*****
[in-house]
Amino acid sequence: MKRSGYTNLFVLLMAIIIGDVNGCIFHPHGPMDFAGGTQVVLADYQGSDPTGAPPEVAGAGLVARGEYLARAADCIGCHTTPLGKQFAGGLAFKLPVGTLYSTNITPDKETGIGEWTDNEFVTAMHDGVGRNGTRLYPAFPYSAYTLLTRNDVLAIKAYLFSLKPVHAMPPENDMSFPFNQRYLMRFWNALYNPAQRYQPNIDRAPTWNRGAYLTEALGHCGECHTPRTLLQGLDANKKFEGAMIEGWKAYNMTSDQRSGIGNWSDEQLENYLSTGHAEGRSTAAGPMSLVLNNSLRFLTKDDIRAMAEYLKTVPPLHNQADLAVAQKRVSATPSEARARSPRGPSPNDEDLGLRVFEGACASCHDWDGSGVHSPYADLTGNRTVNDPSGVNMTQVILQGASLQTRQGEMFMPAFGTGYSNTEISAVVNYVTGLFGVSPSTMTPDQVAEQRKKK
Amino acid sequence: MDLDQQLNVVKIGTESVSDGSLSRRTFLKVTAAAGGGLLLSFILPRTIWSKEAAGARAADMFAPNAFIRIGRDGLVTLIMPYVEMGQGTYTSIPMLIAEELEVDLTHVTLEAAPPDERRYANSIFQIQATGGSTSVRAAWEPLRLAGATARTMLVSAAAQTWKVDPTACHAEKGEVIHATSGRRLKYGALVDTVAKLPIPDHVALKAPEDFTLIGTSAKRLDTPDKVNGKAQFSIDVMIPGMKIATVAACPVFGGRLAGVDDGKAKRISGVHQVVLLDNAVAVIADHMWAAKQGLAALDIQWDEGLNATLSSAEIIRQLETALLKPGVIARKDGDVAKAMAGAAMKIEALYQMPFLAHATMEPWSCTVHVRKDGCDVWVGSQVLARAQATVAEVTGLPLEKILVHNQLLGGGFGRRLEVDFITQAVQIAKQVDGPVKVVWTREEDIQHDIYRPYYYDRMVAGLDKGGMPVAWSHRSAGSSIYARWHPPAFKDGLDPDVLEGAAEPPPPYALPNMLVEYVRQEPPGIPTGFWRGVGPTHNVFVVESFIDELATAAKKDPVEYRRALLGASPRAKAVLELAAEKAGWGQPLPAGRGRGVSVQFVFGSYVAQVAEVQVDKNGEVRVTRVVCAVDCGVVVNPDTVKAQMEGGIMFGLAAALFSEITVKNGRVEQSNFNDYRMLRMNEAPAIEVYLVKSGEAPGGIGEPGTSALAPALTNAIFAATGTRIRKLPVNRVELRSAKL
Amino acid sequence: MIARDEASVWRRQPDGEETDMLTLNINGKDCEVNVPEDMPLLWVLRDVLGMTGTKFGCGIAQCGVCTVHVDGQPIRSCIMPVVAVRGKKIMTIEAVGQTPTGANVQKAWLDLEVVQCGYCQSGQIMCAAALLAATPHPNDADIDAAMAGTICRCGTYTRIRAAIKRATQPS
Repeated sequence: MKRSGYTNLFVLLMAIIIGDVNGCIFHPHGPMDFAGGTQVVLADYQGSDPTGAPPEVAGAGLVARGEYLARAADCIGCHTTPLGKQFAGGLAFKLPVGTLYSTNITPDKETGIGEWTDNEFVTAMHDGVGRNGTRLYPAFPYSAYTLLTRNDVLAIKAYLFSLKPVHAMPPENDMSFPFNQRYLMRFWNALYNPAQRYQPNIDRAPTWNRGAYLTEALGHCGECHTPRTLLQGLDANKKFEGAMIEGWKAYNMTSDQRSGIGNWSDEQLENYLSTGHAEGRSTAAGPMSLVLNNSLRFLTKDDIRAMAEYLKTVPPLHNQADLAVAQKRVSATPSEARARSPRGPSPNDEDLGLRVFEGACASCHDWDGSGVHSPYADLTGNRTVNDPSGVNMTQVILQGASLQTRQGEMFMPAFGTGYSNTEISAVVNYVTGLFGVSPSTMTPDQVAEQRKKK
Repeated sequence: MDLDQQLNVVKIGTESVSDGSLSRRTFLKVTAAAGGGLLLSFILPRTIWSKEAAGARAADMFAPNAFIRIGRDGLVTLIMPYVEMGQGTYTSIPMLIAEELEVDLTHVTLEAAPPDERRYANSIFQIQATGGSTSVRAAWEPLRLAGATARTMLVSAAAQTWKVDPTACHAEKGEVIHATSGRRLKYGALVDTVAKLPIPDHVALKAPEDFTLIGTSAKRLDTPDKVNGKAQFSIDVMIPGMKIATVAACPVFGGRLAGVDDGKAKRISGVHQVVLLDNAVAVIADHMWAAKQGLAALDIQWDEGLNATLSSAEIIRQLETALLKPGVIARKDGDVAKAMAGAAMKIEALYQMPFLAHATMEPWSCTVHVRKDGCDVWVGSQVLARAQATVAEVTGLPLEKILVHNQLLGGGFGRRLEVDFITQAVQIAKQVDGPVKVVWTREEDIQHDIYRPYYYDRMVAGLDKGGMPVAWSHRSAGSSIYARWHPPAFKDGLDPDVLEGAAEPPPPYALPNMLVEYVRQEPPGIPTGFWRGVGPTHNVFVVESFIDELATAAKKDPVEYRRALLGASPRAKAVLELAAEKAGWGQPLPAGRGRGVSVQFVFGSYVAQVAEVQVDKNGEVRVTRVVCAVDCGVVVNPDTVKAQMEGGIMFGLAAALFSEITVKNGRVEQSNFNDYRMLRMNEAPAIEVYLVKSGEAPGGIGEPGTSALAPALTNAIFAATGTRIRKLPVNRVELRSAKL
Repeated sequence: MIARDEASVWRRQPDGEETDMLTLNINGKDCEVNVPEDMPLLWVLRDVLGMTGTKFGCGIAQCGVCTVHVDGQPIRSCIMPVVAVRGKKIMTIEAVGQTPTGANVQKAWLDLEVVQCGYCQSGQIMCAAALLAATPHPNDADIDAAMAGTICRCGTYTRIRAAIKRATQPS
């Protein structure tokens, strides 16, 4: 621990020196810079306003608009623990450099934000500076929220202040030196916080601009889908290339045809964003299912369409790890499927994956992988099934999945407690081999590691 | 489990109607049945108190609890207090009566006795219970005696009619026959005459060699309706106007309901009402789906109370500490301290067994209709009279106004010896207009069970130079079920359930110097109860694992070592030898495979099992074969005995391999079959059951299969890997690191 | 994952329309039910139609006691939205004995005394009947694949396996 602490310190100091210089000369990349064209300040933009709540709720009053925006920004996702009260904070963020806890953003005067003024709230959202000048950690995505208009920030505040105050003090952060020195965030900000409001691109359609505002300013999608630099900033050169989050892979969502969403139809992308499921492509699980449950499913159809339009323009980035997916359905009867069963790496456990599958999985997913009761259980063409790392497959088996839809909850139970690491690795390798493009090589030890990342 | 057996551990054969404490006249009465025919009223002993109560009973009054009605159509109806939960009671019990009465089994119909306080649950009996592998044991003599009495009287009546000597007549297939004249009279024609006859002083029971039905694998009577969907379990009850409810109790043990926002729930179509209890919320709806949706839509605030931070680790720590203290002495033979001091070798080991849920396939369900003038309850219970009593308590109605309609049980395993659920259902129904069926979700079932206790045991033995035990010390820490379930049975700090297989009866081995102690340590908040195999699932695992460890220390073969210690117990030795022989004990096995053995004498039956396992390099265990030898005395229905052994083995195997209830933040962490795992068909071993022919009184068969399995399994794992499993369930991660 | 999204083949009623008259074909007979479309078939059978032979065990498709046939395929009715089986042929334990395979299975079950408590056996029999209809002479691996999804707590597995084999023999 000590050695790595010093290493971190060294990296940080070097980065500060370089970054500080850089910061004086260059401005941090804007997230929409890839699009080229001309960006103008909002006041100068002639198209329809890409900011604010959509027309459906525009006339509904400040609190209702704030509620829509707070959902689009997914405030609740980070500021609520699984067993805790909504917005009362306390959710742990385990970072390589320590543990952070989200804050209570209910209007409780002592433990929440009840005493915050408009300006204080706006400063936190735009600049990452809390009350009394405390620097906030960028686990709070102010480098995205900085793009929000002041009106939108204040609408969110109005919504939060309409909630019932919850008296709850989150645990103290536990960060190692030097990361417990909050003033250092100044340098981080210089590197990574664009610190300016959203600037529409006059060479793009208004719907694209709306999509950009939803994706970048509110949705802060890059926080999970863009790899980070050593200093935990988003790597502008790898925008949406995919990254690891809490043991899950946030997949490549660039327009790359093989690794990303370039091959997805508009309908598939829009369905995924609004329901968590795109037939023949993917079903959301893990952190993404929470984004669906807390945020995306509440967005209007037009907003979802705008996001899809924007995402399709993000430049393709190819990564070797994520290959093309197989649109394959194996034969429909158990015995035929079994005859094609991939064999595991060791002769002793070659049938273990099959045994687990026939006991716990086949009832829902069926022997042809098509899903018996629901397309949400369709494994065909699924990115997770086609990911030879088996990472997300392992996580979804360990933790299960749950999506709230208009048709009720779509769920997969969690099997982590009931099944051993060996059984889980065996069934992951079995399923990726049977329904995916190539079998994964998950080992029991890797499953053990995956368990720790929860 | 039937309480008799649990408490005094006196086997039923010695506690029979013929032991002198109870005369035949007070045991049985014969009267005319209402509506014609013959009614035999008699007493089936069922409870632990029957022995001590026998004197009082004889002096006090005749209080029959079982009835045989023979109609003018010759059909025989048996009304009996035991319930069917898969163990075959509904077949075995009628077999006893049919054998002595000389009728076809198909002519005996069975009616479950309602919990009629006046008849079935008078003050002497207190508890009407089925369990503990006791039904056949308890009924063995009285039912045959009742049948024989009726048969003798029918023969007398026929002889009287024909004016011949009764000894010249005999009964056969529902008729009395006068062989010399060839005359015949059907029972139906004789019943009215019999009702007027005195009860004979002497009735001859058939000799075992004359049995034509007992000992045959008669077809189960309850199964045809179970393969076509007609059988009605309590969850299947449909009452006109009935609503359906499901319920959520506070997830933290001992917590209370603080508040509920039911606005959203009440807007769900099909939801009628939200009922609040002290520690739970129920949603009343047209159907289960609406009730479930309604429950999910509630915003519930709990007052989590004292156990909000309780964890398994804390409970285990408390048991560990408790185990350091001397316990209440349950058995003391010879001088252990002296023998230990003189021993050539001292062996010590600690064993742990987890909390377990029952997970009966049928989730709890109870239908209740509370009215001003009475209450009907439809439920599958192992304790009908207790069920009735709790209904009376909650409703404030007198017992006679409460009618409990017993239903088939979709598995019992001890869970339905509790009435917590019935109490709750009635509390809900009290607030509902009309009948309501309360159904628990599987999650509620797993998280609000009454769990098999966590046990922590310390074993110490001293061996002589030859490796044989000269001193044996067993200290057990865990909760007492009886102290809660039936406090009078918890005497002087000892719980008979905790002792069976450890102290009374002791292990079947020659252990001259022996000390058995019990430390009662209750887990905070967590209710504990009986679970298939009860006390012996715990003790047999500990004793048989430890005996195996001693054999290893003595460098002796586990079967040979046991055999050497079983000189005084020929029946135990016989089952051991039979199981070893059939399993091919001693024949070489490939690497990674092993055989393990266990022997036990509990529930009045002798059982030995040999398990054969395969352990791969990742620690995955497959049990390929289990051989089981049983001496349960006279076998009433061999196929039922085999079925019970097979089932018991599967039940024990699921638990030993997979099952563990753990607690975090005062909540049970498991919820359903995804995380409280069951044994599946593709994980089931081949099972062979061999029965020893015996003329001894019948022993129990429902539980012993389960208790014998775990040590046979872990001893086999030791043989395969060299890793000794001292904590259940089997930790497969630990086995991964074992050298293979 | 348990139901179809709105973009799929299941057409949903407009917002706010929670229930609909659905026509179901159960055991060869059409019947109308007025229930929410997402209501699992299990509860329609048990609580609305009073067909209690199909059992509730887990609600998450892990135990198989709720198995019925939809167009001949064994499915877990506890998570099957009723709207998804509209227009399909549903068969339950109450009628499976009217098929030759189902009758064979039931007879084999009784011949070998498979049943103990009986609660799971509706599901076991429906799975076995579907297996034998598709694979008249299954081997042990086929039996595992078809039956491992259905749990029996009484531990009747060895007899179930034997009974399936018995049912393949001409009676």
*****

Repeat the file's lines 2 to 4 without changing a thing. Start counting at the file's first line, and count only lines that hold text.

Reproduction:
Amino acid sequence: MKRSGYTNLFVLLMAIIIGDVNGCIFHPHGPMDFAGGTQVVLADYQGSDPTGAPPEVAGAGLVARGEYLARAADCIGCHTTPLGKQFAGGLAFKLPVGTLYSTNITPDKETGIGEWTDNEFVTAMHDGVGRNGTRLYPAFPYSAYTLLTRNDVLAIKAYLFSLKPVHAMPPENDMSFPFNQRYLMRFWNALYNPAQRYQPNIDRAPTWNRGAYLTEALGHCGECHTPRTLLQGLDANKKFEGAMIEGWKAYNMTSDQRSGIGNWSDEQLENYLSTGHAEGRSTAAGPMSLVLNNSLRFLTKDDIRAMAEYLKTVPPLHNQADLAVAQKRVSATPSEARARSPRGPSPNDEDLGLRVFEGACASCHDWDGSGVHSPYADLTGNRTVNDPSGVNMTQVILQGASLQTRQGEMFMPAFGTGYSNTEISAVVNYVTGLFGVSPSTMTPDQVAEQRKKK
Amino acid sequence: MDLDQQLNVVKIGTESVSDGSLSRRTFLKVTAAAGGGLLLSFILPRTIWSKEAAGARAADMFAPNAFIRIGRDGLVTLIMPYVEMGQGTYTSIPMLIAEELEVDLTHVTLEAAPPDERRYANSIFQIQATGGSTSVRAAWEPLRLAGATARTMLVSAAAQTWKVDPTACHAEKGEVIHATSGRRLKYGALVDTVAKLPIPDHVALKAPEDFTLIGTSAKRLDTPDKVNGKAQFSIDVMIPGMKIATVAACPVFGGRLAGVDDGKAKRISGVHQVVLLDNAVAVIADHMWAAKQGLAALDIQWDEGLNATLSSAEIIRQLETALLKPGVIARKDGDVAKAMAGAAMKIEALYQMPFLAHATMEPWSCTVHVRKDGCDVWVGSQVLARAQATVAEVTGLPLEKILVHNQLLGGGFGRRLEVDFITQAVQIAKQVDGPVKVVWTREEDIQHDIYRPYYYDRMVAGLDKGGMPVAWSHRSAGSSIYARWHPPAFKDGLDPDVLEGAAEPPPPYALPNMLVEYVRQEPPGIPTGFWRGVGPTHNVFVVESFIDELATAAKKDPVEYRRALLGASPRAKAVLELAAEKAGWGQPLPAGRGRGVSVQFVFGSYVAQVAEVQVDKNGEVRVTRVVCAVDCGVVVNPDTVKAQMEGGIMFGLAAALFSEITVKNGRVEQSNFNDYRMLRMNEAPAIEVYLVKSGEAPGGIGEPGTSALAPALTNAIFAATGTRIRKLPVNRVELRSAKL
Amino acid sequence: MIARDEASVWRRQPDGEETDMLTLNINGKDCEVNVPEDMPLLWVLRDVLGMTGTKFGCGIAQCGVCTVHVDGQPIRSCIMPVVAVRGKKIMTIEAVGQTPTGANVQKAWLDLEVVQCGYCQSGQIMCAAALLAATPHPNDADIDAAMAGTICRCGTYTRIRAAIKRATQPS